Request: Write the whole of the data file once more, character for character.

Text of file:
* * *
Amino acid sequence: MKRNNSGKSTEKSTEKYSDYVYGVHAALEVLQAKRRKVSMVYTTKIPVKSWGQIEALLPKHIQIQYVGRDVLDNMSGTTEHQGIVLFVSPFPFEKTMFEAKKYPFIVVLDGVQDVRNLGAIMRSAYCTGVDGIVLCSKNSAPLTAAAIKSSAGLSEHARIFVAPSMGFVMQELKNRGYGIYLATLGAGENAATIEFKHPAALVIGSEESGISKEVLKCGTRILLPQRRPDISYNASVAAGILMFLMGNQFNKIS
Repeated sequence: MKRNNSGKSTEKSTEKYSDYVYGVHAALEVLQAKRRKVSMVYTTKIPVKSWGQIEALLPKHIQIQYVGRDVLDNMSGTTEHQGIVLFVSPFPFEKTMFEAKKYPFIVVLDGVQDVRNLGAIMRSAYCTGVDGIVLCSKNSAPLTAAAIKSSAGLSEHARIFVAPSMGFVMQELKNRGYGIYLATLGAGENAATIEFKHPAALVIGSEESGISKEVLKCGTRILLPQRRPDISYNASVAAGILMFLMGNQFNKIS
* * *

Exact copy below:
Amino acid sequence: MKRNNSGKSTEKSTEKYSDYVYGVHAALEVLQAKRRKVSMVYTTKIPVKSWGQIEALLPKHIQIQYVGRDVLDNMSGTTEHQGIVLFVSPFPFEKTMFEAKKYPFIVVLDGVQDVRNLGAIMRSAYCTGVDGIVLCSKNSAPLTAAAIKSSAGLSEHARIFVAPSMGFVMQELKNRGYGIYLATLGAGENAATIEFKHPAALVIGSEESGISKEVLKCGTRILLPQRRPDISYNASVAAGILMFLMGNQFNKIS
Repeated sequence: MKRNNSGKSTEKSTEKYSDYVYGVHAALEVLQAKRRKVSMVYTTKIPVKSWGQIEALLPKHIQIQYVGRDVLDNMSGTTEHQGIVLFVSPFPFEKTMFEAKKYPFIVVLDGVQDVRNLGAIMRSAYCTGVDGIVLCSKNSAPLTAAAIKSSAGLSEHARIFVAPSMGFVMQELKNRGYGIYLATLGAGENAATIEFKHPAALVIGSEESGISKEVLKCGTRILLPQRRPDISYNASVAAGILMFLMGNQFNKIS